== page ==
Making Sense of Loneliness: a review of Olivia Laing’s “The Lonely City”
Book Reviews / British / nonfiction / The Latest

Making Sense of Loneliness: a review of Olivia Laing’s “The Lonely City”


After living in Switzerland for six years, I have been thinking a lot about loneliness and what it means for us humans. I have been thinking about whether loneliness is ever good for us? Are their ways that we could harness our lonely moments to learn more about ourselves? I have wondered about the difference … Continue reading

A Review of “Be the Change” by Gina Martin: activism, writing, and social media
Book Reviews / British / nonfiction / The Latest

A Review of “Be the Change” by Gina Martin: activism, writing, and social media


When I saw Gina Martin’s activism guide, I was intrigued. I spent most of my early life and teenage years volunteering, raising money for charities, and working with different NGOs to spread awareness and help raise funds. It was an extremely rewarding time in my life, and I was able to raise over 40,000 AUD … Continue reading

Complicated families and letting go: a review of Sarah Haywood’s “The Cactus”
Book Reviews / British / The Latest

Complicated families and letting go: a review of Sarah Haywood’s “The Cactus”


The Cactus is the debut novel from Sarah Haywood which is about letting go of who people want you to be and who you have made yourself become because of your past experiences. It is about family conflict, death, grief, secrets, and forgiveness. It is not your typical contemporary fiction novel for all the right … Continue reading

“This Is Going To Hurt”: a review of Adam Kay’s hilarious medical memoir
Book Reviews / British / comedy / nonfiction / The Latest

“This Is Going To Hurt”: a review of Adam Kay’s hilarious medical memoir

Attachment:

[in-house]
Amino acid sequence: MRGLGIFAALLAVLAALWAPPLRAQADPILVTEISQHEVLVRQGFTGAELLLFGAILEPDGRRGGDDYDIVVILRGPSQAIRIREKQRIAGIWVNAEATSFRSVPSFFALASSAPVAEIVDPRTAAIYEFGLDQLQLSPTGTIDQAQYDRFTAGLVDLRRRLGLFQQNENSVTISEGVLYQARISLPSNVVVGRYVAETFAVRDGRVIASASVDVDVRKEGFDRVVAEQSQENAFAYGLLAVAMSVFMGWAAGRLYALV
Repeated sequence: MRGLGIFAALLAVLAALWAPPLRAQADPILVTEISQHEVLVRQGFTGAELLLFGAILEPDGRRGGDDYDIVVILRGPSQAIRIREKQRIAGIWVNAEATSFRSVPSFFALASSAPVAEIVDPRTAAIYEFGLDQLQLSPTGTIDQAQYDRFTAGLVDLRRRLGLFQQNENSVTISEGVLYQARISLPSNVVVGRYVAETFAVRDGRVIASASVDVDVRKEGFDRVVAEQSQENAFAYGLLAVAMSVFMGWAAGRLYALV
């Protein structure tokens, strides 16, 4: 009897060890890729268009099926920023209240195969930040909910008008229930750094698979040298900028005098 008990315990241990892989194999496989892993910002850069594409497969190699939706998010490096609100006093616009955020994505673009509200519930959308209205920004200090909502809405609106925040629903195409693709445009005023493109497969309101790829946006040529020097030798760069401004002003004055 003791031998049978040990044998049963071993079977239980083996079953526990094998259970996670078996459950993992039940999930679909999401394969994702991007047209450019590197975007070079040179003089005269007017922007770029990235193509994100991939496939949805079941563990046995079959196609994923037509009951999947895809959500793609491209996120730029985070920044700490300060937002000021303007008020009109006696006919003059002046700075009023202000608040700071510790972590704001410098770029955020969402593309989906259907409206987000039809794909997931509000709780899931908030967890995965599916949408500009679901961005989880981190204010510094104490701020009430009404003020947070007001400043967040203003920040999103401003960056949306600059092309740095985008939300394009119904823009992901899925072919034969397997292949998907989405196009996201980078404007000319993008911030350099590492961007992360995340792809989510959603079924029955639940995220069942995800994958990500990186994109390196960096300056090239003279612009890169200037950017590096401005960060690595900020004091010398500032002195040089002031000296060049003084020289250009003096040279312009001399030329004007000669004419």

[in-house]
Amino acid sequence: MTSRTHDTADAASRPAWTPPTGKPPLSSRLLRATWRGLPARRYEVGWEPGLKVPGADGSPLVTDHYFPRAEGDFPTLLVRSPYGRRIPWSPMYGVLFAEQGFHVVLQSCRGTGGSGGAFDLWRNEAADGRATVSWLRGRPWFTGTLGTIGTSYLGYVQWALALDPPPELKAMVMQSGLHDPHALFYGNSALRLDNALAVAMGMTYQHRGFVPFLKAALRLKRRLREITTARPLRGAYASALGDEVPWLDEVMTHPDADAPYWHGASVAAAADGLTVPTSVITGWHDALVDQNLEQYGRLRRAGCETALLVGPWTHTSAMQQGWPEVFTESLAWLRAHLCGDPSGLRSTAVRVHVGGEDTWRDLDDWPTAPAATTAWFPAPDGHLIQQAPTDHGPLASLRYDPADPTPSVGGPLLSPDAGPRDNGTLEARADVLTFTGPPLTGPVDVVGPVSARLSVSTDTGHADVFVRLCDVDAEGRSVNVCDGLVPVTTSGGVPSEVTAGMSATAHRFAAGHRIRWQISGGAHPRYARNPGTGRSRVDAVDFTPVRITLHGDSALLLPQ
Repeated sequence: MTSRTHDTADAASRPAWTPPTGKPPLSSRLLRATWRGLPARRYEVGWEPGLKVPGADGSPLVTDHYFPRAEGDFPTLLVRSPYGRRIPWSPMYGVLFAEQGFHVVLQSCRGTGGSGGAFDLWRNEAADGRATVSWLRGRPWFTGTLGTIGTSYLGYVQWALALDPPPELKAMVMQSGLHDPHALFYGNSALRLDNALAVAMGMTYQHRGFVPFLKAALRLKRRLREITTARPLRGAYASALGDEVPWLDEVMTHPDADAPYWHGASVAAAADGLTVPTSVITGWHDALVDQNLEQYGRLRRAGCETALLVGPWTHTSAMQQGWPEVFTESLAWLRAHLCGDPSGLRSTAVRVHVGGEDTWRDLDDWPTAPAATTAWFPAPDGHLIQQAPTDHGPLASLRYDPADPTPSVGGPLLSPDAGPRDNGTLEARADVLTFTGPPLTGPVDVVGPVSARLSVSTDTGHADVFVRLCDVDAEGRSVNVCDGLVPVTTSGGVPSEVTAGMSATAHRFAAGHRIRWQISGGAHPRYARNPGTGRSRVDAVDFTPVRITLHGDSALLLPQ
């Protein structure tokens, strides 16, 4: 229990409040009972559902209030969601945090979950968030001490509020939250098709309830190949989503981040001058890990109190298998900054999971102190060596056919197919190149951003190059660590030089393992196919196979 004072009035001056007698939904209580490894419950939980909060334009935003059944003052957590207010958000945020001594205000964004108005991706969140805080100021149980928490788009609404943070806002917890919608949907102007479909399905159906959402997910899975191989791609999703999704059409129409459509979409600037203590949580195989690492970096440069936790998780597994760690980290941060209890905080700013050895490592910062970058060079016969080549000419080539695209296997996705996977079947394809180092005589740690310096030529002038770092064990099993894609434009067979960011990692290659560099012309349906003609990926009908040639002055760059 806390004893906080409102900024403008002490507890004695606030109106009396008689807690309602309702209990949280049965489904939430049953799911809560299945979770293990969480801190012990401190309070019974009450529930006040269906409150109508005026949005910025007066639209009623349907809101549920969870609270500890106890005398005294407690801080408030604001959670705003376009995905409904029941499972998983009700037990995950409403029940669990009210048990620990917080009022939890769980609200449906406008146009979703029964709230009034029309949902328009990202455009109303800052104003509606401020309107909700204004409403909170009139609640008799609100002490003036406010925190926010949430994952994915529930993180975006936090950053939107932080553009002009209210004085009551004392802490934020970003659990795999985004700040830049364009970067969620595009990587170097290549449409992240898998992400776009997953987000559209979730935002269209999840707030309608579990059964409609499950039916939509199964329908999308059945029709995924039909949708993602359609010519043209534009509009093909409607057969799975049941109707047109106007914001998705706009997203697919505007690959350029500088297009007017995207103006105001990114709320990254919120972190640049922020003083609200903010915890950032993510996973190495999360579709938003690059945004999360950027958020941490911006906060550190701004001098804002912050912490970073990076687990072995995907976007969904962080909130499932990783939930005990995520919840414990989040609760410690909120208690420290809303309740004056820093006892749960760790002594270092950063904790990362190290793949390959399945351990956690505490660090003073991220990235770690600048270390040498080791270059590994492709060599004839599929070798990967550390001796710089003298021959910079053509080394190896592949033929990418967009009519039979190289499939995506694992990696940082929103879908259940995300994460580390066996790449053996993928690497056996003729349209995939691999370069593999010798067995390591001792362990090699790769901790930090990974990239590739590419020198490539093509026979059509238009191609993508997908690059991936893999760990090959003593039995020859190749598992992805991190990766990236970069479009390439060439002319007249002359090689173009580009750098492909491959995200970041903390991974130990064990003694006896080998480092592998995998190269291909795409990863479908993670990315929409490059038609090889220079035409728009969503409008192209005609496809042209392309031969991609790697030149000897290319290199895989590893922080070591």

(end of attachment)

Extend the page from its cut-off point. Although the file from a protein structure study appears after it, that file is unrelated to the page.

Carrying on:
Bound2Books is no stranger to medical memoirs. I love reading books about the living and the dead and everything in between. If I can combine medicine with comedy, then we have a real winner on our hands which is the case for Adam Kay’s memoir/diary This Is Going to Hurt: Secret Diaries of a Junior … Continue reading

“The F Word”: a review of Lily Pebbles’ book celebrating friendship
Book Reviews / British / nonfiction / The Latest

“The F Word”: a review of Lily Pebbles’ book celebrating friendship


Lily Pebbles’ is a lifestyle and beauty Youtuber from the U.K. Her first book, The F Word, is a celebration and personal exploration of contemporary friendships. I have always been interested in friendships, in particular female friendships, because when I moved to Switzerland in 2013 I saw massive shifts in who I thought were friends … Continue reading

Geography and Conversations About Race: a review of Reni Eddo-Lodge’s “Why I’m No Longer Talking to White People About Race”
Book Reviews / British / feminism / nonfiction / Opinion Pieces / The Latest

Geography and Conversations About Race: a review of Reni Eddo-Lodge’s “Why I’m No Longer Talking to White People About Race”


Talking about race is exhausting. It is emotionally draining, stressful, awkward, painful, scary, and sometimes really dangerous. To have a conversation about race, or any hard topics like gender, sexuality, and class, requires a level of vulnerability that demands patience and practice. People from different sides of the spectrum often come to the table with … Continue reading

A Review of “Do No Harm” by Henry Marsh
Book Reviews / British / nonfiction / The Latest

A Review of “Do No Harm” by Henry Marsh


Do No Harm is a medical memoir. Henry Marsh picks tales from his career as a neurosurgeon and shares his failures, successes, frustrations, and hopes. I think that this book is extremely important for our society because it details the frustrations and complications of working in hospitals and brings a human aspect to medicine in … Continue reading

A Review of Kazuo Ishguro’s “Nocturnes”
Book Reviews / British / The Latest

A Review of Kazuo Ishguro’s “Nocturnes”


Kazuo Ishiguro is a writer of many genres: novels, short stories, and screen plays. He is Japanese-British and I think this creates a really interesting combination for his writing style. To me, Ishiguro’s works always feel relaxing. His writing completely calms me and it is almost like I am floating whilst reading his work. And … Continue reading